While growing up with trauma can make building healthy relationships more challenging, it is possible to break the cycle of trauma and develop healthy relationship patterns.
Here are some steps that can help:
Develop Self-Awareness: Developing self-awareness is essential for building healthy relationships after trauma. This involves identifying patterns of behavior and emotional responses that may be rooted in trauma and working to develop healthier coping mechanisms.
Practice Self-Care: Practicing self-care is an important aspect of healing from trauma and building healthy relationships. This can involve engaging in activities that bring you joy and fulfillment, like hobbies or exercise, as well as taking care of your physical and emotional needs.
Practice Communication: Communication is essential for building healthy relationships. Individuals who have experienced trauma may struggle with communication due to difficulties with trust and emotional regulation. Practicing active listening, expressing emotions in a healthy way, and setting healthy boundaries can help individuals build healthier communication patterns.
Build a Support System: Building a support system of friends and family members who understand and support your healing journey can be an important aspect of building healthy relationships after trauma. This can involve connecting with support groups or engaging in community activities that align with your values and interests.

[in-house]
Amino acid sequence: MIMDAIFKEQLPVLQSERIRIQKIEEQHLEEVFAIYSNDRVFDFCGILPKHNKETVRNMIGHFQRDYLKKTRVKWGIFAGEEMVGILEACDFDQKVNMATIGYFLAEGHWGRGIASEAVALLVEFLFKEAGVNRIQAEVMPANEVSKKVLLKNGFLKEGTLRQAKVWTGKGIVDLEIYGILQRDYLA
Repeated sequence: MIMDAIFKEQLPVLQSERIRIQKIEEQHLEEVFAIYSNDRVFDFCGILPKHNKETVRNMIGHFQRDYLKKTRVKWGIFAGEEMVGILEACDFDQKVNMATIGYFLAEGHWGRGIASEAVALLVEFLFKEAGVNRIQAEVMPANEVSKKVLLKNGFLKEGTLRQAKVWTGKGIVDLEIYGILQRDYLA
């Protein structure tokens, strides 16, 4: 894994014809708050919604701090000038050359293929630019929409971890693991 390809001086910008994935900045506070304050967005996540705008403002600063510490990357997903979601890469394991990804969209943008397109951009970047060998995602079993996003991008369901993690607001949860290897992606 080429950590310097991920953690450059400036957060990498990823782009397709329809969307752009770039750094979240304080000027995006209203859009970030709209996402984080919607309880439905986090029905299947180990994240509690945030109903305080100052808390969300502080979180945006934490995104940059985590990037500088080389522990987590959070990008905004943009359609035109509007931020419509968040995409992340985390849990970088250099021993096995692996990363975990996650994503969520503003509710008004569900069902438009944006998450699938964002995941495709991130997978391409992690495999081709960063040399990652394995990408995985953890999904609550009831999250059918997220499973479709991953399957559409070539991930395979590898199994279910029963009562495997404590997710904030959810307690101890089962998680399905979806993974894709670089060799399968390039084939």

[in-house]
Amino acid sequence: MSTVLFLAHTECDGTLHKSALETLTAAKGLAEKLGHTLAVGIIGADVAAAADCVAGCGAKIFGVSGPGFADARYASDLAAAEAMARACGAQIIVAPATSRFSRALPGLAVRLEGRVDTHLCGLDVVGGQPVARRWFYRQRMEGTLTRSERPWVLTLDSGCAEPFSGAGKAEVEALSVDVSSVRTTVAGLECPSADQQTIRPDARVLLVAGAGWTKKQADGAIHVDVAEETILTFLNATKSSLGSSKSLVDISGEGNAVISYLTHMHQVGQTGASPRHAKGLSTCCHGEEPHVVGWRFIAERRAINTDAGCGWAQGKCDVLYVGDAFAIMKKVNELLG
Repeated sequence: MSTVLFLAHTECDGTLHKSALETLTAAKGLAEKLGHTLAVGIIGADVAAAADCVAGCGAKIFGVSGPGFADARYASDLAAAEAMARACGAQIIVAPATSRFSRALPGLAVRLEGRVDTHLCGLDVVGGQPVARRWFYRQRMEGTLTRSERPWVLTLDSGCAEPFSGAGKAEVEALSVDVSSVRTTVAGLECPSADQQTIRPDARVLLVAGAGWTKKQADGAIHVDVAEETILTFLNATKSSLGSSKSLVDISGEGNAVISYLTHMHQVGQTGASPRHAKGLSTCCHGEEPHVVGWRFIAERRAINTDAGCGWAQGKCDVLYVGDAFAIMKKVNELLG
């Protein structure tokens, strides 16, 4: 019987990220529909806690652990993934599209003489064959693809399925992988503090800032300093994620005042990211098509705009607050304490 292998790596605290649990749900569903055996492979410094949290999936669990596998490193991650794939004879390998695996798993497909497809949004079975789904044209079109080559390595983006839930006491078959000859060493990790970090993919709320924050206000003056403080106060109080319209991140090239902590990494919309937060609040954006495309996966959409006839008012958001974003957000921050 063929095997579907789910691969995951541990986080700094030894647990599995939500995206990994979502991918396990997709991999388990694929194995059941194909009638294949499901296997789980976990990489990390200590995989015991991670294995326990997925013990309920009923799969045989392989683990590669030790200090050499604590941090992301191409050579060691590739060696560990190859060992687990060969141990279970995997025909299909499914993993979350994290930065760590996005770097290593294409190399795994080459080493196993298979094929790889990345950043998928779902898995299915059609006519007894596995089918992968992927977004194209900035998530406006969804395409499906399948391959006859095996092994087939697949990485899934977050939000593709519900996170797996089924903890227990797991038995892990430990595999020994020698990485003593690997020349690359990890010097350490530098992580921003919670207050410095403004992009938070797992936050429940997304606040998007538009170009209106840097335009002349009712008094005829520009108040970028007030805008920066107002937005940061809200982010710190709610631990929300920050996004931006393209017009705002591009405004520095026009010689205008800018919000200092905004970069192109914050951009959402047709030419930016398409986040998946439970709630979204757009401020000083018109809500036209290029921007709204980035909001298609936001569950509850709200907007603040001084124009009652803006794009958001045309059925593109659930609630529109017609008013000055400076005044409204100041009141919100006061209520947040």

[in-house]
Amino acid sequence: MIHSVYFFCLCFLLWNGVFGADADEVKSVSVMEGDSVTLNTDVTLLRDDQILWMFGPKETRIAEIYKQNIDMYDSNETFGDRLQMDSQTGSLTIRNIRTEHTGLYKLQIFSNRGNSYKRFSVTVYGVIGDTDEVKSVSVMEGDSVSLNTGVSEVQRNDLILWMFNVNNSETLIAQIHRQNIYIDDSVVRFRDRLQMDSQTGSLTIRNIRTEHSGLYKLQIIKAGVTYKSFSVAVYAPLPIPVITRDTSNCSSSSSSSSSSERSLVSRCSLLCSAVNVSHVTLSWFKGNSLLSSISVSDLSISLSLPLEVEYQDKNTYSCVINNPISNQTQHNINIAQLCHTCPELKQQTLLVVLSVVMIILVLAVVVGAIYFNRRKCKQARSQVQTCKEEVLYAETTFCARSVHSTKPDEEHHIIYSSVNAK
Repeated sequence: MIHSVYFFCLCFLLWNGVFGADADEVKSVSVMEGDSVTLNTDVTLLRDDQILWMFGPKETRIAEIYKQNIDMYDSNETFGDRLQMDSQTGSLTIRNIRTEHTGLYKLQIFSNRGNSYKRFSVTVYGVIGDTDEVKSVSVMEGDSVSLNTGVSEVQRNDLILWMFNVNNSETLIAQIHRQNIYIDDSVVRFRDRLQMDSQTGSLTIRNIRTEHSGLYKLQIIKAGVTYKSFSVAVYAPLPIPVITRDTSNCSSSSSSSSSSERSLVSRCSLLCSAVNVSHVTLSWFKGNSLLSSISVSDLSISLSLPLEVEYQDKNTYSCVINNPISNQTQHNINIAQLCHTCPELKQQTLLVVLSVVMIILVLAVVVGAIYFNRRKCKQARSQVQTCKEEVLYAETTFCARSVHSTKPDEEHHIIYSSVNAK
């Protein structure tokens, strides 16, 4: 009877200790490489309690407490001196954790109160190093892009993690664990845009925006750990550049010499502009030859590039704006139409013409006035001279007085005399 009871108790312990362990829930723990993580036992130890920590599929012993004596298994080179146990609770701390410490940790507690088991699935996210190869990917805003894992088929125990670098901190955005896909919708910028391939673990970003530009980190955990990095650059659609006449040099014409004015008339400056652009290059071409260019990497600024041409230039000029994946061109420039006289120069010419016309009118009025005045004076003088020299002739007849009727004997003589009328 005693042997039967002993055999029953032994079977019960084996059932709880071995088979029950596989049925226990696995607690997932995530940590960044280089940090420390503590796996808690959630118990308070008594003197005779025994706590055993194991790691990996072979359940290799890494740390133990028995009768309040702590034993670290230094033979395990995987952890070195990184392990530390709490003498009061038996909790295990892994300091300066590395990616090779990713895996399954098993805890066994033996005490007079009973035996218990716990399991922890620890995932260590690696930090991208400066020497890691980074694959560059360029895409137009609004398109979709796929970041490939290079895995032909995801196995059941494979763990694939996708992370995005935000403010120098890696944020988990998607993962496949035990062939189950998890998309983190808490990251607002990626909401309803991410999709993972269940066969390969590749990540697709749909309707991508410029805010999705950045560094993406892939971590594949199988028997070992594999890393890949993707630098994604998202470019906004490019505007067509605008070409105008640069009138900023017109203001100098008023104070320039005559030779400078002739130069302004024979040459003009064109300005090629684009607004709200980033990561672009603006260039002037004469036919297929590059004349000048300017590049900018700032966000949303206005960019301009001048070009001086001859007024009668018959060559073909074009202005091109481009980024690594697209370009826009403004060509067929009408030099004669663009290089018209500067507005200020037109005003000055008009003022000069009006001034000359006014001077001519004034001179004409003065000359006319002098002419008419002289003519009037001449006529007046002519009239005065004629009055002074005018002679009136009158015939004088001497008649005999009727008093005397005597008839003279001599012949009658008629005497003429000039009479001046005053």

Be Mindful of Triggers: Individuals who have experienced trauma may be more susceptible to triggers, which can lead to emotional dysregulation and conflict in relationships. Being mindful of triggers and developing healthy coping mechanisms can help individuals navigate these challenges in a healthier way.
Celebrate Progress: Healing from trauma and building healthy relationships is a process that takes time and effort. Celebrating progress, no matter how small, can help individuals stay motivated and focused on their healing journey.
Seek Professional Support: Seeking support from a mental health professional can be an important step in healing from trauma and developing healthy relationship patterns. Therapies like somatic therapy and Emotionally Focused Individual Therapy can help individuals process trauma and develop healthy coping mechanisms.
If you or someone you know is struggling with the effects of intergenerational trauma and is finding it difficult to build healthy relationships, know that healing is possible. Seek support from a mental health professional to begin your healing journey.
Restore Renew Revive Counselling & Couples Therapy is here to help. Our experienced therapist offers a safe and compassionate space for individuals and couples to heal from trauma and build healthy relationship patterns. Call us at 902-702-7722 or visit our website at https://restrecounselling.ca to learn more and schedule an appointment.